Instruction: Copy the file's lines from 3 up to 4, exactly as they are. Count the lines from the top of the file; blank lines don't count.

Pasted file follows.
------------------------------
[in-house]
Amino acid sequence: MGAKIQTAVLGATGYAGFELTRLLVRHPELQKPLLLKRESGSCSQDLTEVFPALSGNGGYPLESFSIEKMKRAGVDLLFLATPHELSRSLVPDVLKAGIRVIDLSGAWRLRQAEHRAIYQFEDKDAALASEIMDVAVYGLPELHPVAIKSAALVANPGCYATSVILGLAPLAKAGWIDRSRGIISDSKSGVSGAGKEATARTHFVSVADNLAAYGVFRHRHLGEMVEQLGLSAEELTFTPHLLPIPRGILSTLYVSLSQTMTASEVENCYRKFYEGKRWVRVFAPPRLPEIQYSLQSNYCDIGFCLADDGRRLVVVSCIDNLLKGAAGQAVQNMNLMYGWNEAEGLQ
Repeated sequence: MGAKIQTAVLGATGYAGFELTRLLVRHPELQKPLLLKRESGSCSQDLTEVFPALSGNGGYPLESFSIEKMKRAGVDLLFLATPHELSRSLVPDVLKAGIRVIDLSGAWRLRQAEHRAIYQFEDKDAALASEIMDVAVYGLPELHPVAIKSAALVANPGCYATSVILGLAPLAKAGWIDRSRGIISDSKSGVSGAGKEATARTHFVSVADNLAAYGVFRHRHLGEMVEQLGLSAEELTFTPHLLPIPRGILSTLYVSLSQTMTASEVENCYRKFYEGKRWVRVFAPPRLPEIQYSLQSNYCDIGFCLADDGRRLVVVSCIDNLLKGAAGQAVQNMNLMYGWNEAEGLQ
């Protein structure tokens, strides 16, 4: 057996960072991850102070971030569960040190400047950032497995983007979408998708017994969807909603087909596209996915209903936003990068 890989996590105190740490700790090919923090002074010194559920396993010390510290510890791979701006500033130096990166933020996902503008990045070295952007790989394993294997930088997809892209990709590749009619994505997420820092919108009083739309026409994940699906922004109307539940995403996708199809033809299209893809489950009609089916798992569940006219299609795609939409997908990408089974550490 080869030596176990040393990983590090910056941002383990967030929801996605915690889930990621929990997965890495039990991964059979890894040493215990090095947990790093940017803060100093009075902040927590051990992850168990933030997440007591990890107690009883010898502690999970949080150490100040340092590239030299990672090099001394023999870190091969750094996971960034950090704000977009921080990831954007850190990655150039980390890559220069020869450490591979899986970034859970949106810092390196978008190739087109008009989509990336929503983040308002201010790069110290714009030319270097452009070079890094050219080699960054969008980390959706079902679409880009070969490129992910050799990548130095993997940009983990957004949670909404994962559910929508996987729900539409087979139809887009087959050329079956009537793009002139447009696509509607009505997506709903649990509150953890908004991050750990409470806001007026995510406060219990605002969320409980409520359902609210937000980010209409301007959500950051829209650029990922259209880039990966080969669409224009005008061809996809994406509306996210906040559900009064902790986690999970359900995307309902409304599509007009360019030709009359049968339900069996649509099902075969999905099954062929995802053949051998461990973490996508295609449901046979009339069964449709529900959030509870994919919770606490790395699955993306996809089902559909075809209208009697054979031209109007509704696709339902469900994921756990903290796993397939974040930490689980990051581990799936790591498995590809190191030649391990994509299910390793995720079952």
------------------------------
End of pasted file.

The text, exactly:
Repeated sequence: MGAKIQTAVLGATGYAGFELTRLLVRHPELQKPLLLKRESGSCSQDLTEVFPALSGNGGYPLESFSIEKMKRAGVDLLFLATPHELSRSLVPDVLKAGIRVIDLSGAWRLRQAEHRAIYQFEDKDAALASEIMDVAVYGLPELHPVAIKSAALVANPGCYATSVILGLAPLAKAGWIDRSRGIISDSKSGVSGAGKEATARTHFVSVADNLAAYGVFRHRHLGEMVEQLGLSAEELTFTPHLLPIPRGILSTLYVSLSQTMTASEVENCYRKFYEGKRWVRVFAPPRLPEIQYSLQSNYCDIGFCLADDGRRLVVVSCIDNLLKGAAGQAVQNMNLMYGWNEAEGLQ
């Protein structure tokens, strides 16, 4: 057996960072991850102070971030569960040190400047950032497995983007979408998708017994969807909603087909596209996915209903936003990068 890989996590105190740490700790090919923090002074010194559920396993010390510290510890791979701006500033130096990166933020996902503008990045070295952007790989394993294997930088997809892209990709590749009619994505997420820092919108009083739309026409994940699906922004109307539940995403996708199809033809299209893809489950009609089916798992569940006219299609795609939409997908990408089974550490 080869030596176990040393990983590090910056941002383990967030929801996605915690889930990621929990997965890495039990991964059979890894040493215990090095947990790093940017803060100093009075902040927590051990992850168990933030997440007591990890107690009883010898502690999970949080150490100040340092590239030299990672090099001394023999870190091969750094996971960034950090704000977009921080990831954007850190990655150039980390890559220069020869450490591979899986970034859970949106810092390196978008190739087109008009989509990336929503983040308002201010790069110290714009030319270097452009070079890094050219080699960054969008980390959706079902679409880009070969490129992910050799990548130095993997940009983990957004949670909404994962559910929508996987729900539409087979139809887009087959050329079956009537793009002139447009696509509607009505997506709903649990509150953890908004991050750990409470806001007026995510406060219990605002969320409980409520359902609210937000980010209409301007959500950051829209650029990922259209880039990966080969669409224009005008061809996809994406509306996210906040559900009064902790986690999970359900995307309902409304599509007009360019030709009359049968339900069996649509099902075969999905099954062929995802053949051998461990973490996508295609449901046979009339069964449709529900959030509870994919919770606490790395699955993306996809089902559909075809209208009697054979031209109007509704696709339902469900994921756990903290796993397939974040930490689980990051581990799936790591498995590809190191030649391990994509299910390793995720079952």